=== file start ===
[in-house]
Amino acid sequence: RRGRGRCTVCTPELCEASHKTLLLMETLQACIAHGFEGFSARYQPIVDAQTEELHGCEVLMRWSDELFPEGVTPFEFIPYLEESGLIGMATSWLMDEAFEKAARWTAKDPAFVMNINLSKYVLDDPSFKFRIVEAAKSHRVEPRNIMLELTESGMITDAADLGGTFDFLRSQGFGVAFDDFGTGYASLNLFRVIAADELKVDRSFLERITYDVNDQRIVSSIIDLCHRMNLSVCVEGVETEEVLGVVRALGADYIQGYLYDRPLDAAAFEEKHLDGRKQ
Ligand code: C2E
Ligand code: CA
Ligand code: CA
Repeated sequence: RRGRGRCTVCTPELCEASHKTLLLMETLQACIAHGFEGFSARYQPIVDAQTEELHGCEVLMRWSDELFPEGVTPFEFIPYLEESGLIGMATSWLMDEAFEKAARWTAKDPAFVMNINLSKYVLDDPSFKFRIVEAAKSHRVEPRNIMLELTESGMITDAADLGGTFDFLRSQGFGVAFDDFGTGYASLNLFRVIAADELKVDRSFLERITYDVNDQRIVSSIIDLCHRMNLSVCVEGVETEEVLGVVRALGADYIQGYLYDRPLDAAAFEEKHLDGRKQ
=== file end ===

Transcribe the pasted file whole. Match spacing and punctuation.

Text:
[in-house]
Amino acid sequence: RRGRGRCTVCTPELCEASHKTLLLMETLQACIAHGFEGFSARYQPIVDAQTEELHGCEVLMRWSDELFPEGVTPFEFIPYLEESGLIGMATSWLMDEAFEKAARWTAKDPAFVMNINLSKYVLDDPSFKFRIVEAAKSHRVEPRNIMLELTESGMITDAADLGGTFDFLRSQGFGVAFDDFGTGYASLNLFRVIAADELKVDRSFLERITYDVNDQRIVSSIIDLCHRMNLSVCVEGVETEEVLGVVRALGADYIQGYLYDRPLDAAAFEEKHLDGRKQ
Ligand code: C2E
Ligand code: CA
Ligand code: CA
Repeated sequence: RRGRGRCTVCTPELCEASHKTLLLMETLQACIAHGFEGFSARYQPIVDAQTEELHGCEVLMRWSDELFPEGVTPFEFIPYLEESGLIGMATSWLMDEAFEKAARWTAKDPAFVMNINLSKYVLDDPSFKFRIVEAAKSHRVEPRNIMLELTESGMITDAADLGGTFDFLRSQGFGVAFDDFGTGYASLNLFRVIAADELKVDRSFLERITYDVNDQRIVSSIIDLCHRMNLSVCVEGVETEEVLGVVRALGADYIQGYLYDRPLDAAAFEEKHLDGRKQ